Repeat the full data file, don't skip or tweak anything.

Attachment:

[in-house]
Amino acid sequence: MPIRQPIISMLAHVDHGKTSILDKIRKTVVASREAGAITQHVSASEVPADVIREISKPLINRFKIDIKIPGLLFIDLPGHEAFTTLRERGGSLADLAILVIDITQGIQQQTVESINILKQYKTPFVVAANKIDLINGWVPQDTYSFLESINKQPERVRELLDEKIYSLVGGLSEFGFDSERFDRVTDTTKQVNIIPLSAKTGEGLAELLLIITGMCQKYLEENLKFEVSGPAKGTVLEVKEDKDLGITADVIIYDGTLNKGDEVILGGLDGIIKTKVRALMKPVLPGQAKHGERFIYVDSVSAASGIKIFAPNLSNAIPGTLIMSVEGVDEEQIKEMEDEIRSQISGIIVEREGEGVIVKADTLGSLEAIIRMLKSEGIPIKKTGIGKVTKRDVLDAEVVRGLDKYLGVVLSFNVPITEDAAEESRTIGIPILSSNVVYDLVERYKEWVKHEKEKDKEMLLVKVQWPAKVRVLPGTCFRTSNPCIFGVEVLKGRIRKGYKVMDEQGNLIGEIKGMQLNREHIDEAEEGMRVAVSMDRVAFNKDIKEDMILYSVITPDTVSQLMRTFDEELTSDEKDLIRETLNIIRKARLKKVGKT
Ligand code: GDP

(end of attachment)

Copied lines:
[in-house]
Amino acid sequence: MPIRQPIISMLAHVDHGKTSILDKIRKTVVASREAGAITQHVSASEVPADVIREISKPLINRFKIDIKIPGLLFIDLPGHEAFTTLRERGGSLADLAILVIDITQGIQQQTVESINILKQYKTPFVVAANKIDLINGWVPQDTYSFLESINKQPERVRELLDEKIYSLVGGLSEFGFDSERFDRVTDTTKQVNIIPLSAKTGEGLAELLLIITGMCQKYLEENLKFEVSGPAKGTVLEVKEDKDLGITADVIIYDGTLNKGDEVILGGLDGIIKTKVRALMKPVLPGQAKHGERFIYVDSVSAASGIKIFAPNLSNAIPGTLIMSVEGVDEEQIKEMEDEIRSQISGIIVEREGEGVIVKADTLGSLEAIIRMLKSEGIPIKKTGIGKVTKRDVLDAEVVRGLDKYLGVVLSFNVPITEDAAEESRTIGIPILSSNVVYDLVERYKEWVKHEKEKDKEMLLVKVQWPAKVRVLPGTCFRTSNPCIFGVEVLKGRIRKGYKVMDEQGNLIGEIKGMQLNREHIDEAEEGMRVAVSMDRVAFNKDIKEDMILYSVITPDTVSQLMRTFDEELTSDEKDLIRETLNIIRKARLKKVGKT
Ligand code: GDP